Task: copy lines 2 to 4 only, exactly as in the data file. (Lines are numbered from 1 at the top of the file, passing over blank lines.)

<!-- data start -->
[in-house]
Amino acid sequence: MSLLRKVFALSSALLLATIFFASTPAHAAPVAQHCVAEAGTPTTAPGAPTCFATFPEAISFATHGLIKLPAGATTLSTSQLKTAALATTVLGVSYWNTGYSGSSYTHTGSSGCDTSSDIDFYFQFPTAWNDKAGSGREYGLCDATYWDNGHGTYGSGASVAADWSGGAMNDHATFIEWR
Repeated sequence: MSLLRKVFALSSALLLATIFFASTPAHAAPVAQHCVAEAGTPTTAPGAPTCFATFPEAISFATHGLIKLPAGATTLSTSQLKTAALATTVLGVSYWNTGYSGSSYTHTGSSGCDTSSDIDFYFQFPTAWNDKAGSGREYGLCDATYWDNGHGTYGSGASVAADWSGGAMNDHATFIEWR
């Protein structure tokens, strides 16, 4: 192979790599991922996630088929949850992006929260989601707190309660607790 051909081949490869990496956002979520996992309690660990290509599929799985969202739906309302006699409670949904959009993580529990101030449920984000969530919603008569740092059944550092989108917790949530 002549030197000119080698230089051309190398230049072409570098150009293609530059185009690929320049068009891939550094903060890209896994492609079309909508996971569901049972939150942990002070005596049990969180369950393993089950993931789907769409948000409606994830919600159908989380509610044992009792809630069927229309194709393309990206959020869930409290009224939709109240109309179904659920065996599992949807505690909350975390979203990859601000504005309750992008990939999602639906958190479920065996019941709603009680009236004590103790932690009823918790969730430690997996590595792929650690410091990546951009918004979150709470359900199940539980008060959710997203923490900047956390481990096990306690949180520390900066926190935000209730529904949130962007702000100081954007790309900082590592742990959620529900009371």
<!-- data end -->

Amino acid sequence: MSLLRKVFALSSALLLATIFFASTPAHAAPVAQHCVAEAGTPTTAPGAPTCFATFPEAISFATHGLIKLPAGATTLSTSQLKTAALATTVLGVSYWNTGYSGSSYTHTGSSGCDTSSDIDFYFQFPTAWNDKAGSGREYGLCDATYWDNGHGTYGSGASVAADWSGGAMNDHATFIEWR
Repeated sequence: MSLLRKVFALSSALLLATIFFASTPAHAAPVAQHCVAEAGTPTTAPGAPTCFATFPEAISFATHGLIKLPAGATTLSTSQLKTAALATTVLGVSYWNTGYSGSSYTHTGSSGCDTSSDIDFYFQFPTAWNDKAGSGREYGLCDATYWDNGHGTYGSGASVAADWSGGAMNDHATFIEWR
């Protein structure tokens, strides 16, 4: 192979790599991922996630088929949850992006929260989601707190309660607790 051909081949490869990496956002979520996992309690660990290509599929799985969202739906309302006699409670949904959009993580529990101030449920984000969530919603008569740092059944550092989108917790949530 002549030197000119080698230089051309190398230049072409570098150009293609530059185009690929320049068009891939550094903060890209896994492609079309909508996971569901049972939150942990002070005596049990969180369950393993089950993931789907769409948000409606994830919600159908989380509610044992009792809630069927229309194709393309990206959020869930409290009224939709109240109309179904659920065996599992949807505690909350975390979203990859601000504005309750992008990939999602639906958190479920065996019941709603009680009236004590103790932690009823918790969730430690997996590595792929650690410091990546951009918004979150709470359900199940539980008060959710997203923490900047956390481990096990306690949180520390900066926190935000209730529904949130962007702000100081954007790309900082590592742990959620529900009371």